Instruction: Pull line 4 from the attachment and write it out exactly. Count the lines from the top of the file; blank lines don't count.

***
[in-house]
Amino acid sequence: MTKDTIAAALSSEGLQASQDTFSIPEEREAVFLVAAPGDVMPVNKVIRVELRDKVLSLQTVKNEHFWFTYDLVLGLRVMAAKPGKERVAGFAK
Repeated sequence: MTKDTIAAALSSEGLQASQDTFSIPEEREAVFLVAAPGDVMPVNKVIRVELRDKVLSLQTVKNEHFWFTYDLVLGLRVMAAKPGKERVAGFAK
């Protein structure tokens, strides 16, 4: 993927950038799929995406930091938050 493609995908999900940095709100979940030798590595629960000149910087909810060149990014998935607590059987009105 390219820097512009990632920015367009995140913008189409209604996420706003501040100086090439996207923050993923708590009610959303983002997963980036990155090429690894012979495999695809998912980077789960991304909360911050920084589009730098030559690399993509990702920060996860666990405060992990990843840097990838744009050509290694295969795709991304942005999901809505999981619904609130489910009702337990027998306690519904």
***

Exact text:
């Protein structure tokens, strides 16, 4: 993927950038799929995406930091938050 493609995908999900940095709100979940030798590595629960000149910087909810060149990014998935607590059987009105 390219820097512009990632920015367009995140913008189409209604996420706003501040100086090439996207923050993923708590009610959303983002997963980036990155090429690894012979495999695809998912980077789960991304909360911050920084589009730098030559690399993509990702920060996860666990405060992990990843840097990838744009050509290694295969795709991304942005999901809505999981619904609130489910009702337990027998306690519904």